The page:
┆Sir Peter Soulsby has been the Mayor of Leicester since 2011. He was born in 1948 and attended a grammar school in London before studying at the City of Leicester Training College for Teachers, where he gained a Bachelor of Education degree (BEd). He worked as a teacher at Crown Hills Secondary Modern School and in special schools before entering politics, elected to Leicester City Council in 1974 as a Labour councillor. He served as Leader of the Council twice and then as Member of Parliament for Leicester South from 2005 to 2011. He was elected Mayor of Leicester in May 2011 and has been re-elected twice.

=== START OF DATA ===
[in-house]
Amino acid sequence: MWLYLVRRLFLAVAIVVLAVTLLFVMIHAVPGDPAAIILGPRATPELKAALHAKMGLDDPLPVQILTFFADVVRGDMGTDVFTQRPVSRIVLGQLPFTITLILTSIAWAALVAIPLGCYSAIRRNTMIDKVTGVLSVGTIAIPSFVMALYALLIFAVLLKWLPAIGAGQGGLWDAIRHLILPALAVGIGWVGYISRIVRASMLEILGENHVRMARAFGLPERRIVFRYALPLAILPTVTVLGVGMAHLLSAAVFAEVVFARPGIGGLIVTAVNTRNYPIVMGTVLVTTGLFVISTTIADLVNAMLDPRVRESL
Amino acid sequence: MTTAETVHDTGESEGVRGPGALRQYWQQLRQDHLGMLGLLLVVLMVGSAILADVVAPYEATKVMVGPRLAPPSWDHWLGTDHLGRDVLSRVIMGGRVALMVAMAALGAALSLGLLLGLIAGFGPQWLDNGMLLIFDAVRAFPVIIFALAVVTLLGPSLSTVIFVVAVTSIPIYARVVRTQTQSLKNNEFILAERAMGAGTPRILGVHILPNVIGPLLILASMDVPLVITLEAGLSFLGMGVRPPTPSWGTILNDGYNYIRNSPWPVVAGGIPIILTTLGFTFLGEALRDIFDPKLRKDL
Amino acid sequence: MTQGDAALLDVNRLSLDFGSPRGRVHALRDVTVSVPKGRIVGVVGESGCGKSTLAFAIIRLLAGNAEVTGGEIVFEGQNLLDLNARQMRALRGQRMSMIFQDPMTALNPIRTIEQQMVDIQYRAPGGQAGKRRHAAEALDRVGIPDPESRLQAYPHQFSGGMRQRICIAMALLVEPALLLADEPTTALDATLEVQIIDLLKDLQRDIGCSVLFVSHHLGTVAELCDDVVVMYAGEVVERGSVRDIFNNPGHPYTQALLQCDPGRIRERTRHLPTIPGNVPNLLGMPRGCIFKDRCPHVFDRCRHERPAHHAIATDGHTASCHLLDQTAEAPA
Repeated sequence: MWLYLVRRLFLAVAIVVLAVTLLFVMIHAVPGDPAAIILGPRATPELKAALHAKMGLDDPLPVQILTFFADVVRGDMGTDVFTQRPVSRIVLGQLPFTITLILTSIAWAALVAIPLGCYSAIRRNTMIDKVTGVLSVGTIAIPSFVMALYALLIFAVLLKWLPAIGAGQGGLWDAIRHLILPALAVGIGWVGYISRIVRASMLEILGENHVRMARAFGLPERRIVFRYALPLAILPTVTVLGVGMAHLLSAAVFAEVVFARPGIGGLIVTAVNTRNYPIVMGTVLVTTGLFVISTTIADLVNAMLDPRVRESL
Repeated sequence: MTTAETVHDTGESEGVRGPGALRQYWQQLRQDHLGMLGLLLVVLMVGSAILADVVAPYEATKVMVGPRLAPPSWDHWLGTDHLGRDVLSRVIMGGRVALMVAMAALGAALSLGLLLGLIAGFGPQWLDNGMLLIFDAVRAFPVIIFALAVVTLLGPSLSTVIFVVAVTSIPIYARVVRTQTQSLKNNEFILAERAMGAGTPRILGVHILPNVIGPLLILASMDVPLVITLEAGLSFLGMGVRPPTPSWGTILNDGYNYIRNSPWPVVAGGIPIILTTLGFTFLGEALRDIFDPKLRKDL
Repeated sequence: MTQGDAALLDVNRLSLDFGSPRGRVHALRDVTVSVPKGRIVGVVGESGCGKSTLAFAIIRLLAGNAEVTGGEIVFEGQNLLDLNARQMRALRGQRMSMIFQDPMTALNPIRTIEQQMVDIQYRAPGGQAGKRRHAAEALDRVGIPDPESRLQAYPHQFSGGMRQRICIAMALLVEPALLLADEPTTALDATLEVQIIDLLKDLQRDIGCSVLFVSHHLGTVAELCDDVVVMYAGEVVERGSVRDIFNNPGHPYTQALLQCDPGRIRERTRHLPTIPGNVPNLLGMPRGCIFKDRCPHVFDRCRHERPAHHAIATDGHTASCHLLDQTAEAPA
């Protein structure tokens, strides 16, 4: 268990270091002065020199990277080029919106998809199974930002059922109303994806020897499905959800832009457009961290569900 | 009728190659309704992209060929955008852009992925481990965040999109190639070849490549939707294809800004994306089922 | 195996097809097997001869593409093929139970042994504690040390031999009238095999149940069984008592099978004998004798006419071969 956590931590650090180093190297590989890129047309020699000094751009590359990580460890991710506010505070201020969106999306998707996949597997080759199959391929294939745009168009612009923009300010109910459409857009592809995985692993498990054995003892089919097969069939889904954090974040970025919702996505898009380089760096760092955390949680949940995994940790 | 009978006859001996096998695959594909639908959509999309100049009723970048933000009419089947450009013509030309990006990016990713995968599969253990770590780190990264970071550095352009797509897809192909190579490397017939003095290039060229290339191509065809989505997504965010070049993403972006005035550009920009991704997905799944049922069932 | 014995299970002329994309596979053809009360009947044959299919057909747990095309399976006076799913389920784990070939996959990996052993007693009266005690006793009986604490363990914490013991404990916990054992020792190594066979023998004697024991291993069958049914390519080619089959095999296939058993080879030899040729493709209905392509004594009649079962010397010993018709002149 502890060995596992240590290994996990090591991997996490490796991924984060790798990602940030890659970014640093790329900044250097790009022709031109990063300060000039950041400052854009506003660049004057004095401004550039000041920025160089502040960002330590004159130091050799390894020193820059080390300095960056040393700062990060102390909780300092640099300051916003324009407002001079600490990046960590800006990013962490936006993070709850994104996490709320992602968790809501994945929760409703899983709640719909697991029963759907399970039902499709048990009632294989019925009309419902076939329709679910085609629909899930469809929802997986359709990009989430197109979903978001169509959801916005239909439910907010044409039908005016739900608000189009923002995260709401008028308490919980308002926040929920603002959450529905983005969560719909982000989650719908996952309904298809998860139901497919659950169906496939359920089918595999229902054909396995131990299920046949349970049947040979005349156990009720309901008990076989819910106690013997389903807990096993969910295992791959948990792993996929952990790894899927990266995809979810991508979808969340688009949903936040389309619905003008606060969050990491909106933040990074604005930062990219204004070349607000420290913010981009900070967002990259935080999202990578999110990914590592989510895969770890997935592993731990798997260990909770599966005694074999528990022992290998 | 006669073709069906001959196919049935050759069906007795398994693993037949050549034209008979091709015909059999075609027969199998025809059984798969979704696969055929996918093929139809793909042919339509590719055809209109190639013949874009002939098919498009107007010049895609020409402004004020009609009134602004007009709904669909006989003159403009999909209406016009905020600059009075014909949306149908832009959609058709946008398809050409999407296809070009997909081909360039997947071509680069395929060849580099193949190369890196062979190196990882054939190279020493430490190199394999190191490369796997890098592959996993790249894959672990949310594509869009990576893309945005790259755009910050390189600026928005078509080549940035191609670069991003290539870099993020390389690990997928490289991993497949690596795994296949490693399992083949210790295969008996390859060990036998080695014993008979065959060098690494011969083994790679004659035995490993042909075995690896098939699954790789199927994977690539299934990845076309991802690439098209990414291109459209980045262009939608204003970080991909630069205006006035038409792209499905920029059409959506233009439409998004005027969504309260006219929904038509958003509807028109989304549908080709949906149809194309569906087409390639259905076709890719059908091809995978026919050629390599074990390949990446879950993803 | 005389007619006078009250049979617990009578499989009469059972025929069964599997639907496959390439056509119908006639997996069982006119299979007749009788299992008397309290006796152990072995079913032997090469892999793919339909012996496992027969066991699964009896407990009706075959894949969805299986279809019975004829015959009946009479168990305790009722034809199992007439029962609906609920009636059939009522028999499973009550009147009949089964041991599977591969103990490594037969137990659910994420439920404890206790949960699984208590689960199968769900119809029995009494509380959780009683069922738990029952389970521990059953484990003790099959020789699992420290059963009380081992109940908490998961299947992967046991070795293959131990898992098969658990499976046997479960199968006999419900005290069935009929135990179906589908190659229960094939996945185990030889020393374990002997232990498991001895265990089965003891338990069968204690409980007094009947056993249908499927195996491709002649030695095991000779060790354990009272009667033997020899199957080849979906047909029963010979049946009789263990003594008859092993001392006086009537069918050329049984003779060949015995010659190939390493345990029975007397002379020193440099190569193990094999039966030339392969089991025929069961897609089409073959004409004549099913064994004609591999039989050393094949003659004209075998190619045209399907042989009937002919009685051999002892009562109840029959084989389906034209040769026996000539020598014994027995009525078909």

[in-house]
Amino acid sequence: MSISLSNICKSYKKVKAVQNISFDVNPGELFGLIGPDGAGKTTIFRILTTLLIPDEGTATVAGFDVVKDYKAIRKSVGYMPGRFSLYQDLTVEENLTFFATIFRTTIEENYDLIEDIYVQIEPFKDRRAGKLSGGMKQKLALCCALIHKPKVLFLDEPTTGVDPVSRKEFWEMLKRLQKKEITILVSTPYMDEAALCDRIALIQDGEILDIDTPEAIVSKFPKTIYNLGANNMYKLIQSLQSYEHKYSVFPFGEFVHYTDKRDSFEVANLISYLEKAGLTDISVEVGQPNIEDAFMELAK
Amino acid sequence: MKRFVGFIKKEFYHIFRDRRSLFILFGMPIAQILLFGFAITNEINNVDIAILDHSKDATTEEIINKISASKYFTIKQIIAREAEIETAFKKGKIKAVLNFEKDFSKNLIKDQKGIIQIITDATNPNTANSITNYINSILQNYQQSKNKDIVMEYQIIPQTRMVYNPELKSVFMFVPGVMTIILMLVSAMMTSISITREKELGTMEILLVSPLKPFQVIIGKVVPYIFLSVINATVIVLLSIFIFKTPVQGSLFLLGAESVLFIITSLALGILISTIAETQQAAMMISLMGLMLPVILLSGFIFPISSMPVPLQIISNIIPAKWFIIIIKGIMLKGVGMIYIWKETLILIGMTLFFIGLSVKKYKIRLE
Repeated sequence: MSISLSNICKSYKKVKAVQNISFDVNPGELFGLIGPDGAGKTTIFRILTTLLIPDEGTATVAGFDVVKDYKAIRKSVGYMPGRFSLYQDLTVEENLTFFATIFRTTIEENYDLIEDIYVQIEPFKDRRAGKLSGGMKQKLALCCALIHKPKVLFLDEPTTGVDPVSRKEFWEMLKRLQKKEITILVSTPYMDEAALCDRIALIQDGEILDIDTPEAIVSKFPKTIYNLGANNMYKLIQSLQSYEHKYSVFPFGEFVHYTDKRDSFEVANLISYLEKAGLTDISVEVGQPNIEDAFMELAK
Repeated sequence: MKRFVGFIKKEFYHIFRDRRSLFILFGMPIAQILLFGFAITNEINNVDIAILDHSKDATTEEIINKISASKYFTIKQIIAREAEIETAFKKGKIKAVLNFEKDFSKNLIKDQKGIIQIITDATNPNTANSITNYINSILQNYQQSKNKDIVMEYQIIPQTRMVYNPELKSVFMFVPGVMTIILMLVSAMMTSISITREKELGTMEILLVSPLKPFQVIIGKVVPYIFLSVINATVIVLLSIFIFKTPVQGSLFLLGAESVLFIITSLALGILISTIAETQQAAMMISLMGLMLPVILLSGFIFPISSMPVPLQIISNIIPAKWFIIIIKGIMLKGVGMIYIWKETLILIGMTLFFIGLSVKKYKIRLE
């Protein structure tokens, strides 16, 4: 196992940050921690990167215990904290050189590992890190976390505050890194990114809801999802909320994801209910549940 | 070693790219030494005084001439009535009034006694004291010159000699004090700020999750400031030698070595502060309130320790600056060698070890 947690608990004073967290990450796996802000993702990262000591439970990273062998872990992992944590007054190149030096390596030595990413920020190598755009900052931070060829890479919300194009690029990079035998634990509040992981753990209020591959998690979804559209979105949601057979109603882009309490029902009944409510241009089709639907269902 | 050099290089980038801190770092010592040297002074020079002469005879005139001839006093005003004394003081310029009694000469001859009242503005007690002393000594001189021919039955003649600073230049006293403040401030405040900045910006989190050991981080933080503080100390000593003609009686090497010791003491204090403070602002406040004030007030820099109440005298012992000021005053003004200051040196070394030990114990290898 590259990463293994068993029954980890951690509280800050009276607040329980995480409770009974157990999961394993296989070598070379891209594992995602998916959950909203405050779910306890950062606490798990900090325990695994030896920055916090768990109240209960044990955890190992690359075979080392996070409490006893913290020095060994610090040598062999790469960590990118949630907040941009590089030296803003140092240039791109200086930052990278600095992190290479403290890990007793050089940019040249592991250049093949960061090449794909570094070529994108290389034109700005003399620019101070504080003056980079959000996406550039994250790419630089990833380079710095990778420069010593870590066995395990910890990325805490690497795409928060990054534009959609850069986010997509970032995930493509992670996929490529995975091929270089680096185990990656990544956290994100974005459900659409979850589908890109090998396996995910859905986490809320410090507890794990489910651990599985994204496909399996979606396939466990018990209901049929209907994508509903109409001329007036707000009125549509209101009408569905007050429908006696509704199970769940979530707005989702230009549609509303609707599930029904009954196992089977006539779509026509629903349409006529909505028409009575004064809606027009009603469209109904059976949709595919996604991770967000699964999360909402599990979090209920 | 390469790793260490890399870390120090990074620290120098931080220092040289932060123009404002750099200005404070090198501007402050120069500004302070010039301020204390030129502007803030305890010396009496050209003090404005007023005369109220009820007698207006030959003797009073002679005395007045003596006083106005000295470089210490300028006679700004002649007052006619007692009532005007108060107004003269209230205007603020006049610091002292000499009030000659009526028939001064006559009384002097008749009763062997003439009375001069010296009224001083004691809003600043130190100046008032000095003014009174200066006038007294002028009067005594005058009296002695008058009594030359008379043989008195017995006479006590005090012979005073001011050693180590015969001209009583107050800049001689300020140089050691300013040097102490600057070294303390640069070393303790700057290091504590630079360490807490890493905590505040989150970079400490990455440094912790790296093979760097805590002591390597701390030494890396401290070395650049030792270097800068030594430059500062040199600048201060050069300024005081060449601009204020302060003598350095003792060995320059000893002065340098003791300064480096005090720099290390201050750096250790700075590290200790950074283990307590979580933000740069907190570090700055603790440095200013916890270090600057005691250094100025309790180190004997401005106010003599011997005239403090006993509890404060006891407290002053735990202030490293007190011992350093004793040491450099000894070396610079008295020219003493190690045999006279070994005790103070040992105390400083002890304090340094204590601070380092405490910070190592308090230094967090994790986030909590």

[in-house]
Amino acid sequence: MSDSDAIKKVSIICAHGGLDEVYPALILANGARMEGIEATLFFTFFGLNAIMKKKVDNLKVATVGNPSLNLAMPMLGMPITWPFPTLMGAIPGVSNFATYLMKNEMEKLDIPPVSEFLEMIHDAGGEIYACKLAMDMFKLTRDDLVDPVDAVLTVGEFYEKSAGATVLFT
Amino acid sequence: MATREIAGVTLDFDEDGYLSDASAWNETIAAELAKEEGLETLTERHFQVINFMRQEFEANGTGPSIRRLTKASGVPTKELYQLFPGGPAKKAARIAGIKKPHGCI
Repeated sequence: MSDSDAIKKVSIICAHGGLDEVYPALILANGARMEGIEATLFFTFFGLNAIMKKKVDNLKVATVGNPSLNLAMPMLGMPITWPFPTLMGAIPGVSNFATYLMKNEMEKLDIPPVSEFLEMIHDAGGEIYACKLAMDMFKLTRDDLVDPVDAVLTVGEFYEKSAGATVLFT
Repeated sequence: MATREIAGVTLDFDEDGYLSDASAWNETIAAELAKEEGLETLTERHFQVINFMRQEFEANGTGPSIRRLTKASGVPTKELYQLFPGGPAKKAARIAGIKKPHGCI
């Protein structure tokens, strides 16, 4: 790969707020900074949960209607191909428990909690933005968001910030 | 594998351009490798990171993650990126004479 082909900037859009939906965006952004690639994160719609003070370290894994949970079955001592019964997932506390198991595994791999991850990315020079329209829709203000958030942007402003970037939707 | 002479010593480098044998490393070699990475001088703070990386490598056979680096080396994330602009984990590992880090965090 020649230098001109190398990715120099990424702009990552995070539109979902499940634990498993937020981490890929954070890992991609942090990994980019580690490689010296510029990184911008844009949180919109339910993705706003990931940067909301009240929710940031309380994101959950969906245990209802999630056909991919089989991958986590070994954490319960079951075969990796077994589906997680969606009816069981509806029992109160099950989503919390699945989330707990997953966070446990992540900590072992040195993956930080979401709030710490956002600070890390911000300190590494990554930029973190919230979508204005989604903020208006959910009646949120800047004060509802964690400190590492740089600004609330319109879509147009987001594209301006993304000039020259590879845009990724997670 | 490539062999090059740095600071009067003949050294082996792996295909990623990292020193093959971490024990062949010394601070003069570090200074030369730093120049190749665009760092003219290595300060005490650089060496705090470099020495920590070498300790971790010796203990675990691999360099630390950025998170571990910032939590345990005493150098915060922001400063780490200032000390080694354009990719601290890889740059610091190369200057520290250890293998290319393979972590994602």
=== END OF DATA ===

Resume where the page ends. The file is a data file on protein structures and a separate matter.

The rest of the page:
The City of Leicester Training College for Teachers opened in September 1945, with buildings in Humberstone Road from 1946. At first only female students were admitted. The course was suitable for those wishing to become primary or secondary modern teachers. From 1951 men were admitted on a special one-year supplementary course, and then from 1958 they were admitted to the full two-year course, if they were under 25 years of age and single. By this point the Humberstone Road buildings had become far too small for the intake of the College. In 1954 the Council bought Scraptoft Hall with the surrounding 44 acres of land. The Hall was a Queen Anne manor house which was converted into offices, while new buildings were added on the grounds including an assembly hall, dining hall, library, kitchen, main teaching block, arts and crafts block, music pavilion, gymnasium, administration offices and halls of residence. The College was able to move into these new premises in 1960. At some point between 1962 and 1968 the College changed its name to the City of Leicester College of Education. The College was a constituent member of the School of Education of the University of Leicester, through which degrees were conferred. In January 1976 Leicester City Council resolved that the College should merge with the other institution under their control, Leicester Polytechnic. A Merger Working Party was formed which revised the structure of the Polytechnic's Faculties and Schools to incorporate staff from the College. Teacher training would continue under the School of Education, part of the Faculty of Education, Humanities and Social Science. The merger officially took place in September 1976. The Polytechnic began operating across two sites, the Central Campus and the Scraptoft Campus. This arrangement continued when the Polytechnic became De Montfort University. The Scraptoft Campus was sold in 2003 for development. De Montfort University continues to offer a course in Education Studies.